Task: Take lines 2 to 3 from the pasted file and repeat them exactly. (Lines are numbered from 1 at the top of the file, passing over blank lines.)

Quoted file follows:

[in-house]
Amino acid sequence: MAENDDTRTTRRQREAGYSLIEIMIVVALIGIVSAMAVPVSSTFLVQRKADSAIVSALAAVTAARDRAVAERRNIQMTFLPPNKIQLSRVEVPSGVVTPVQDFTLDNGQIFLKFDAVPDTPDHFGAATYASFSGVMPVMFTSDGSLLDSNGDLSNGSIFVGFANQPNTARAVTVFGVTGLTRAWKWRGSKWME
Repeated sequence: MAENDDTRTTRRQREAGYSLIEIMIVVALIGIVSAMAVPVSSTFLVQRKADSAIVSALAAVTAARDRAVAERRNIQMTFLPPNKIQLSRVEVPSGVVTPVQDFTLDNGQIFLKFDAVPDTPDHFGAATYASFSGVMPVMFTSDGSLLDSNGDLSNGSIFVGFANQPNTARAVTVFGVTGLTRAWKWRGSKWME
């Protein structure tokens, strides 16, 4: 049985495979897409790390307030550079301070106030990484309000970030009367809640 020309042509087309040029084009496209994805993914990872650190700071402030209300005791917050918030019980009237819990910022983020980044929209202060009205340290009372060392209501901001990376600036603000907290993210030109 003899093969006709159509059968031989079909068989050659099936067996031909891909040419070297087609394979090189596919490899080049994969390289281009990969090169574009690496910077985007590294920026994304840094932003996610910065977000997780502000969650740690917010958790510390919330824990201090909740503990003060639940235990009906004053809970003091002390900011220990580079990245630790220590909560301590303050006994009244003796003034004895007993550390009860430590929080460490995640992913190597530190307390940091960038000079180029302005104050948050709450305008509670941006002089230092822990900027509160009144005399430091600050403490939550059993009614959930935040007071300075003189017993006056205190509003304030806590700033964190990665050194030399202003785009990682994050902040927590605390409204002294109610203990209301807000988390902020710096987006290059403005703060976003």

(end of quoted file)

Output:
Amino acid sequence: MAENDDTRTTRRQREAGYSLIEIMIVVALIGIVSAMAVPVSSTFLVQRKADSAIVSALAAVTAARDRAVAERRNIQMTFLPPNKIQLSRVEVPSGVVTPVQDFTLDNGQIFLKFDAVPDTPDHFGAATYASFSGVMPVMFTSDGSLLDSNGDLSNGSIFVGFANQPNTARAVTVFGVTGLTRAWKWRGSKWME
Repeated sequence: MAENDDTRTTRRQREAGYSLIEIMIVVALIGIVSAMAVPVSSTFLVQRKADSAIVSALAAVTAARDRAVAERRNIQMTFLPPNKIQLSRVEVPSGVVTPVQDFTLDNGQIFLKFDAVPDTPDHFGAATYASFSGVMPVMFTSDGSLLDSNGDLSNGSIFVGFANQPNTARAVTVFGVTGLTRAWKWRGSKWME